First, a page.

Dogs have become an important part of the American family; considering that 63 percent of all households have at least one dog. Although dogs bring priceless memories and convenient protection, the costs of owning one are certainly no secret: food, veterinary bills, treats and even kennels. Dogs however, have a classic hidden cost to home owners though; they can affect the cost of a homeowners insurance policy.
There were approximately 4.7 million dog bites in 2005 accounting for roughly $317.2 million in insurance claims.
Just like adding a swimming pool to your homeowner's policy, owning a dog is a policy underwriting factor that insurance companies take very serious. Carriers aren't concerned that Fido will necessarily flood the house by chewing a garden hose or suddenly break every window in the house without cause, but rather that they will inevitably bite somebody. Simply put: dogs are liability risks to homeowners policies.
According to the Centers for Disease Control and Prevention, there were approximately 4.7 million dog bites in 2005 accounting for roughly $317.2 million in insurance claims. Who would know this more than the mail carrier? In 2004, the US Postal Service reported over 3,400 dog-related injuries - that's an average of 11 mail carrier injuries every day!
Homeowners and renters insurance policies typically cover dog bite liability, as long as your dog is disclosed to your insurance company. Insurers may charge more or even deny your application if you own specific types of dogs. These are determined by the frequency of dog bites for the breed, whether they are large dogs that can inflict a lot of damage, and the breed's general reputation. Some of the breeds that raise red flags for insurers are Pit Bulls, Rottweilers, German Shepherds, Siberian Huskies, Malamutes, Doberman Pinschers, Chow Chows, Great Danes, Saint Bernards, and Wolf Hybrids.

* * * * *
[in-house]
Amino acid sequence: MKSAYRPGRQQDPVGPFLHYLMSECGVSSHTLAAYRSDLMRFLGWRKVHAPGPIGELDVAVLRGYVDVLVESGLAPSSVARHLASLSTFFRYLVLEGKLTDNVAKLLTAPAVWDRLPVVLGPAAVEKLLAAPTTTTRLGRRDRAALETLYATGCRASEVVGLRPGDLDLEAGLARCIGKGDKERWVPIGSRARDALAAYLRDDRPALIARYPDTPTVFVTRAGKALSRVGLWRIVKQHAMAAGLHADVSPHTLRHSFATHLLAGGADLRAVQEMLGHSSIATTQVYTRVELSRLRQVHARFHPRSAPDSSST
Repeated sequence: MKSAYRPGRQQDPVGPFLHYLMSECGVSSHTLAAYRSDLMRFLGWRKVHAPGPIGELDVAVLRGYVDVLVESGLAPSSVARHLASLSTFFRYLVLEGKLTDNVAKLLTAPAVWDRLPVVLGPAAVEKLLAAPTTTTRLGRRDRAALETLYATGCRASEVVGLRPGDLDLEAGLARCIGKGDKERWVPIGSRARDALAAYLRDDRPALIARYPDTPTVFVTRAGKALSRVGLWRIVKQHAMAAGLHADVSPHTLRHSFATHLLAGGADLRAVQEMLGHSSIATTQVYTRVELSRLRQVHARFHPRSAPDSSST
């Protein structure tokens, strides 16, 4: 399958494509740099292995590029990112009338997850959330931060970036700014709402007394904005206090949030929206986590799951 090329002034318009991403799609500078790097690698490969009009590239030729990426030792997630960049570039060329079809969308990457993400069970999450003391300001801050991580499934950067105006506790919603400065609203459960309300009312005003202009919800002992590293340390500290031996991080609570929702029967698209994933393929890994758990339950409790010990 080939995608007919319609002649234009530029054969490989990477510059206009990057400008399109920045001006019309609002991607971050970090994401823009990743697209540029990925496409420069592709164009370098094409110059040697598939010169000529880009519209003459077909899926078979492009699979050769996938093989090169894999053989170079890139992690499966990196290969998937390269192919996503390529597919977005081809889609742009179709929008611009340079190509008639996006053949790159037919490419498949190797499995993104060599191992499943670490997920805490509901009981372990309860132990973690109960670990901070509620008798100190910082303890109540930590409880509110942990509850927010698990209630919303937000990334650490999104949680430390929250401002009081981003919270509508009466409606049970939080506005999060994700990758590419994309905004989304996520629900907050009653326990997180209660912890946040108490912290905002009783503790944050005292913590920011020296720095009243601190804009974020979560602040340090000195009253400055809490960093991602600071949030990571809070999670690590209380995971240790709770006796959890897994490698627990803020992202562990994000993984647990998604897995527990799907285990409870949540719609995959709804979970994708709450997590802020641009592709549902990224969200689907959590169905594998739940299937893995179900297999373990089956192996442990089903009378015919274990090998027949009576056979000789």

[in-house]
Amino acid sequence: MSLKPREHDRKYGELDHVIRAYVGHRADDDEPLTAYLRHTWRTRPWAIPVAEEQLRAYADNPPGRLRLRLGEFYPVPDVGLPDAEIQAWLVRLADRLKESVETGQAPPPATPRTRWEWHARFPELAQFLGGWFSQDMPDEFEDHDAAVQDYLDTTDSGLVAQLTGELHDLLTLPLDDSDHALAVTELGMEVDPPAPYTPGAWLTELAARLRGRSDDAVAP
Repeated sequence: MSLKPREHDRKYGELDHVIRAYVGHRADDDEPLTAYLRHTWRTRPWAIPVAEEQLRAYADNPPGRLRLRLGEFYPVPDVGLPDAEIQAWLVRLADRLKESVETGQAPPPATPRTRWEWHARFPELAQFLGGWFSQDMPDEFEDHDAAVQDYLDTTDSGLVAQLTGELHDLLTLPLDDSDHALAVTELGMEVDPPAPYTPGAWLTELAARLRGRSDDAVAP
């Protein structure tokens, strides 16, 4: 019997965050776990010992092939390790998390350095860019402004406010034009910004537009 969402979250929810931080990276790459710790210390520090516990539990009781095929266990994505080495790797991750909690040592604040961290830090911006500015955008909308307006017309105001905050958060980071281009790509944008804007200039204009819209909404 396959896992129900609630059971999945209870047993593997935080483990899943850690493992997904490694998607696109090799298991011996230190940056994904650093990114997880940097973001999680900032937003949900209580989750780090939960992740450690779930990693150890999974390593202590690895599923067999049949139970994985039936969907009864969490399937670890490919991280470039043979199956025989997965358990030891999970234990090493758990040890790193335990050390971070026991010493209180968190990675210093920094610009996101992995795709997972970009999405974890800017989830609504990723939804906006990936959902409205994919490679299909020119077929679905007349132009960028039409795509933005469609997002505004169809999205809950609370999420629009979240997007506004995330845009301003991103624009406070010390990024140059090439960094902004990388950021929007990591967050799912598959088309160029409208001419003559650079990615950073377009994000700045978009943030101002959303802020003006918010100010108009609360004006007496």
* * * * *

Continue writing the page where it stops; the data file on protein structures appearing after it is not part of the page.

Adequately insuring a home with a dog is a common oversight by many homeowners. Some try to save money by omitting the information from the application, and others simply neglect to report the pet since they're already committed to an affordable policy. Don't be foolish, the only decision you can make is to disclose the dog to your homeowners insurance company since any claim will most likely be denied if you don't. Knowingly omitting relevant liabilities to your insurance company constitutes grounds for policy cancellation, which is certainly not in your financial interests.
You may find that adding a dog to your homeowners policy will have a negligible effect on your premium, however, if the opposite is true, it's time to shop around for new coverage. Homeowners insurance rates can vary by hundreds of dollars between carriers, as extra charges for dogs can also differ dramatically from company to company. Compare home insurance quotes at InsWeb and save.